AvM uses a divers pallet to search for the position of artisanal skills in the modern day world. “We strive towards minimalism and simplicity; it’s a search for timelessness”. Through several objects AvM tells a story using material as a medium, and makes history tangible.
was a search for the maximum capacity of artisanal skills. An ode to Dutch and Japanese crafts- manship. A search for timeles- sness, a design that inspires for a long time of usage over several generations.
T#01 holds itself together, without glue, screws or other additives. T#01 can grow/shrink per m2. This means that this can be your first table in a dorm room and that it can grow to five metres long family table where you, in the years to come, sit down with children and grandchildren.
A table for life.
is not only physically light by its use of materials but also visually by its open structure. In its de- tailing it uses old techniques and materials that are known from making horse saddles.
The location of the studio offered AvM the inspiration for this use of materials. In 2001 there came an unexpected end of at least 7 cen- turies of cattle trade in Zwolle.
CH#01 is not only a tribute to the ancient craft but also a to the centuries old history of Zwolle.
During the Salone AvM will debute CH#01.1 a version printed from an organic material.
The Hanseatic League was official- ly founded in 1358 and has a rich history. Hanzeware is a new insight into one of the oldest institutions of Europe.
It was a search for a simple formal language, crockery as a symbol for the passing of goods. It creates an intimate form of space between two bodies during the passing. The glaze, made from locally mined sand, varies per item. But below it is the same porcelain. Just as people differ from the outside, but on the inside we are all the same. This is what needs to be discussed and celebrated. Being united and connected despite our differences.
Robert van Middendorp founded Atelier van Middendorp in 2014 after getting his masters degree in In_architecture at ArtEZ University of the arts in Zwolle. Robert van Middendorp (1987) puts great value on experiencing the entire process of creation himself. “This is what is required of me as a designer, to get the hang of it, design doesn’t only come from the head, but from the hands as well”.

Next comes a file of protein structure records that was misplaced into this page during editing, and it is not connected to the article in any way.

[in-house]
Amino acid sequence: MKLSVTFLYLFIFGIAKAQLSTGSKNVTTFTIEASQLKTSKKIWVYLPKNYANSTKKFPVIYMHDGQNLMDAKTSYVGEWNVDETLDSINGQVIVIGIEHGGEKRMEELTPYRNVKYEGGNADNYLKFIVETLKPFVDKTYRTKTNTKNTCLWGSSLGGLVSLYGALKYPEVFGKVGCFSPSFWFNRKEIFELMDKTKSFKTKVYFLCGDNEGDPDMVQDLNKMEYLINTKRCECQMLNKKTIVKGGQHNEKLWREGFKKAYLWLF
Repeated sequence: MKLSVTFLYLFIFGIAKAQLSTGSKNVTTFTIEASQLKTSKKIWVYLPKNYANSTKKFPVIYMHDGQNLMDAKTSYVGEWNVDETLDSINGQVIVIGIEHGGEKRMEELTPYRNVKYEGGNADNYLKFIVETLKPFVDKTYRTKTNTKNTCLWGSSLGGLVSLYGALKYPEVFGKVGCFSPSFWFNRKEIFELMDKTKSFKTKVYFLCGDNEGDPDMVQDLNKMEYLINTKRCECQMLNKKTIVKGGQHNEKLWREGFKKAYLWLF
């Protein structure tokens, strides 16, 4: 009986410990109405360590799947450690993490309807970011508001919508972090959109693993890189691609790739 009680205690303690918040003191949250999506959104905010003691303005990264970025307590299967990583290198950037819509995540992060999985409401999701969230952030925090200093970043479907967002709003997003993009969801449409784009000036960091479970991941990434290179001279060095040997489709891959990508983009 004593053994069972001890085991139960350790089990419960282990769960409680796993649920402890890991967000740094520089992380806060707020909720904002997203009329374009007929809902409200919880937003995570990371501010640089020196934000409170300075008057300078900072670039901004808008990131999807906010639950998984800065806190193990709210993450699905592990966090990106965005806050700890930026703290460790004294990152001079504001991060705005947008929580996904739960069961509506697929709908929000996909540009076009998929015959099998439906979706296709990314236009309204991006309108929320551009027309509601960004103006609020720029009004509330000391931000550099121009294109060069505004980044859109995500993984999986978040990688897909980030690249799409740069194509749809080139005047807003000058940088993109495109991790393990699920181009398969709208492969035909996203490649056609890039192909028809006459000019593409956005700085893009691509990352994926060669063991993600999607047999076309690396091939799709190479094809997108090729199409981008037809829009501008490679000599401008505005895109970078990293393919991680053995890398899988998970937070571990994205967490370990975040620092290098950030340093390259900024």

Robert completed internships at various masters of different disciplines in order to expand his skill set and to hone his craft. He continues to sharpen the knowledge he accumulated during this period, as well as striving to always learn new crafts to stay ahead of the industry. However, his dedication to mastering age-old crafts, created a body of work that has a clear link to tradition. The various techniques he uses often comingle and cross borders and disciplines that create a fusion of creation.
Robert’s work embodies a search for the aura of the maker. Robert often delves into previously unexplored areas of design where he drinks in the knowledge he acquires to implement innovatively in his own work. This passion for new knowledge and the blending of different disciplines results in a refined sense of materiality and technique. The sheer time and artisanal research that Robert pours into a project always ensures a product where the physical and the spiritual meet. Despite the vast amount of disciplines and techniques Robert implements in his work, his entire body of work remains grounded in a search for timelessness. The search for timelessness lends certain uniformity to his body of work. The search for timelessness in architecture, interior, and design is a search for a form of sustainability that transcends the concept.